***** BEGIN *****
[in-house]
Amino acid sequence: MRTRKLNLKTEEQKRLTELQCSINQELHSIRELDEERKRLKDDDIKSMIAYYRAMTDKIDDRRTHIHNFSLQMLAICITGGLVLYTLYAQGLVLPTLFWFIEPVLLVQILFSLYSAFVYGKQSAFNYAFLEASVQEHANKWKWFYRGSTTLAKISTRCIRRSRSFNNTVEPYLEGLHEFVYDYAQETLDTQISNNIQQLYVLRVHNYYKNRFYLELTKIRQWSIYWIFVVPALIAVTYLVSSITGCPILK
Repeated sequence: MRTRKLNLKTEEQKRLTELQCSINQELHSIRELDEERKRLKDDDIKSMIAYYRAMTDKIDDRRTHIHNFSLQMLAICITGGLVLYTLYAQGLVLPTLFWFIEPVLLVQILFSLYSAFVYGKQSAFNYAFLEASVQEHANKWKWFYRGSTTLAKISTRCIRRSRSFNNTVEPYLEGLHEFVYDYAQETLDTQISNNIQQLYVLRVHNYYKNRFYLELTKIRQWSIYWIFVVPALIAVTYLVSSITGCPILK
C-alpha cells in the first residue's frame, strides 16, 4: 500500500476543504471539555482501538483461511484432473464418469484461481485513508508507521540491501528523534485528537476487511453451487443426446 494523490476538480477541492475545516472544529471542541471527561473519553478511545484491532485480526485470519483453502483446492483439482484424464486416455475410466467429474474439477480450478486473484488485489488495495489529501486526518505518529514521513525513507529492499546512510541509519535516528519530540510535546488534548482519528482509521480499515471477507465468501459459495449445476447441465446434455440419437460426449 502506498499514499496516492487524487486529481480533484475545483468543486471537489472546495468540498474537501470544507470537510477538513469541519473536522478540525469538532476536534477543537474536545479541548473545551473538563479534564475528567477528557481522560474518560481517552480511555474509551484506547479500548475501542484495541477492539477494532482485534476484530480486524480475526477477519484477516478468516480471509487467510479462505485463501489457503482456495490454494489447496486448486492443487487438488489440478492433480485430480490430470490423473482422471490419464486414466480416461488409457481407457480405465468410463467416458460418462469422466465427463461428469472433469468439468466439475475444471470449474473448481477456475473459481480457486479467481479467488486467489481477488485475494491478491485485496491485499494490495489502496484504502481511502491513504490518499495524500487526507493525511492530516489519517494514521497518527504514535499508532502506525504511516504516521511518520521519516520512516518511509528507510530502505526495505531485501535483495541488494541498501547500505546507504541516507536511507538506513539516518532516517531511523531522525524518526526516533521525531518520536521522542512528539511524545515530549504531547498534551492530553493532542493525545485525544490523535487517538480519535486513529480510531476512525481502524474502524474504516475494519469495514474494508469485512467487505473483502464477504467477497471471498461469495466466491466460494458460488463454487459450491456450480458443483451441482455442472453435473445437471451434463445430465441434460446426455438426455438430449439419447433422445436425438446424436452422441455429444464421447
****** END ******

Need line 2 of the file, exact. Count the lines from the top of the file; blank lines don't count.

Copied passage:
Amino acid sequence: MRTRKLNLKTEEQKRLTELQCSINQELHSIRELDEERKRLKDDDIKSMIAYYRAMTDKIDDRRTHIHNFSLQMLAICITGGLVLYTLYAQGLVLPTLFWFIEPVLLVQILFSLYSAFVYGKQSAFNYAFLEASVQEHANKWKWFYRGSTTLAKISTRCIRRSRSFNNTVEPYLEGLHEFVYDYAQETLDTQISNNIQQLYVLRVHNYYKNRFYLELTKIRQWSIYWIFVVPALIAVTYLVSSITGCPILK